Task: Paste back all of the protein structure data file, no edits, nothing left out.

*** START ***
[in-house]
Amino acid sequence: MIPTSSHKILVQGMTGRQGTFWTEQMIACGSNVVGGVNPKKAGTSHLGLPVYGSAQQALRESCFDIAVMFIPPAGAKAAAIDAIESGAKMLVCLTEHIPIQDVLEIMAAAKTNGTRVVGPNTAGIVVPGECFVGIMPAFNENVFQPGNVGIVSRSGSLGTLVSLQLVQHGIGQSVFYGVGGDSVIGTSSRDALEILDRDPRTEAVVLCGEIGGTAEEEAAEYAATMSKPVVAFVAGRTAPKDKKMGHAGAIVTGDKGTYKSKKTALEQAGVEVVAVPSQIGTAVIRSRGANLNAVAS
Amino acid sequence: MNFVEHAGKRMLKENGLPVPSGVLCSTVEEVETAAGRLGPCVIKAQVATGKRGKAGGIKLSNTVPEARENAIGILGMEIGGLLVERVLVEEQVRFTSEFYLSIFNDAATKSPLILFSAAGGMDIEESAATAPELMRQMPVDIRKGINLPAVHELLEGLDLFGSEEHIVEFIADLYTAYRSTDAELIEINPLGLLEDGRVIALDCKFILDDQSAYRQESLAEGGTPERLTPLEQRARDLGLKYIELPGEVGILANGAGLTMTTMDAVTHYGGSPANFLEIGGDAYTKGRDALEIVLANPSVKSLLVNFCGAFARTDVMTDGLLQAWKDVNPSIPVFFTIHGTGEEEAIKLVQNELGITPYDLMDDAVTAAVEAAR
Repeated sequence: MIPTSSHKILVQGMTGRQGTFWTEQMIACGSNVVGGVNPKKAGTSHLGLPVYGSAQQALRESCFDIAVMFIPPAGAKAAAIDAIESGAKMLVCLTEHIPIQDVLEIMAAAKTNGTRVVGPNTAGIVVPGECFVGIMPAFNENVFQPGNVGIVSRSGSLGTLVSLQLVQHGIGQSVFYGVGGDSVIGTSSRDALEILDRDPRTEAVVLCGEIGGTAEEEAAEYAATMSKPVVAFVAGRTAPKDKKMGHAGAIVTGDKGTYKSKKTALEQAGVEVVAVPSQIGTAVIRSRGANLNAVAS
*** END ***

[in-house]
Amino acid sequence: MIPTSSHKILVQGMTGRQGTFWTEQMIACGSNVVGGVNPKKAGTSHLGLPVYGSAQQALRESCFDIAVMFIPPAGAKAAAIDAIESGAKMLVCLTEHIPIQDVLEIMAAAKTNGTRVVGPNTAGIVVPGECFVGIMPAFNENVFQPGNVGIVSRSGSLGTLVSLQLVQHGIGQSVFYGVGGDSVIGTSSRDALEILDRDPRTEAVVLCGEIGGTAEEEAAEYAATMSKPVVAFVAGRTAPKDKKMGHAGAIVTGDKGTYKSKKTALEQAGVEVVAVPSQIGTAVIRSRGANLNAVAS
Amino acid sequence: MNFVEHAGKRMLKENGLPVPSGVLCSTVEEVETAAGRLGPCVIKAQVATGKRGKAGGIKLSNTVPEARENAIGILGMEIGGLLVERVLVEEQVRFTSEFYLSIFNDAATKSPLILFSAAGGMDIEESAATAPELMRQMPVDIRKGINLPAVHELLEGLDLFGSEEHIVEFIADLYTAYRSTDAELIEINPLGLLEDGRVIALDCKFILDDQSAYRQESLAEGGTPERLTPLEQRARDLGLKYIELPGEVGILANGAGLTMTTMDAVTHYGGSPANFLEIGGDAYTKGRDALEIVLANPSVKSLLVNFCGAFARTDVMTDGLLQAWKDVNPSIPVFFTIHGTGEEEAIKLVQNELGITPYDLMDDAVTAAVEAAR
Repeated sequence: MIPTSSHKILVQGMTGRQGTFWTEQMIACGSNVVGGVNPKKAGTSHLGLPVYGSAQQALRESCFDIAVMFIPPAGAKAAAIDAIESGAKMLVCLTEHIPIQDVLEIMAAAKTNGTRVVGPNTAGIVVPGECFVGIMPAFNENVFQPGNVGIVSRSGSLGTLVSLQLVQHGIGQSVFYGVGGDSVIGTSSRDALEILDRDPRTEAVVLCGEIGGTAEEEAAEYAATMSKPVVAFVAGRTAPKDKKMGHAGAIVTGDKGTYKSKKTALEQAGVEVVAVPSQIGTAVIRSRGANLNAVAS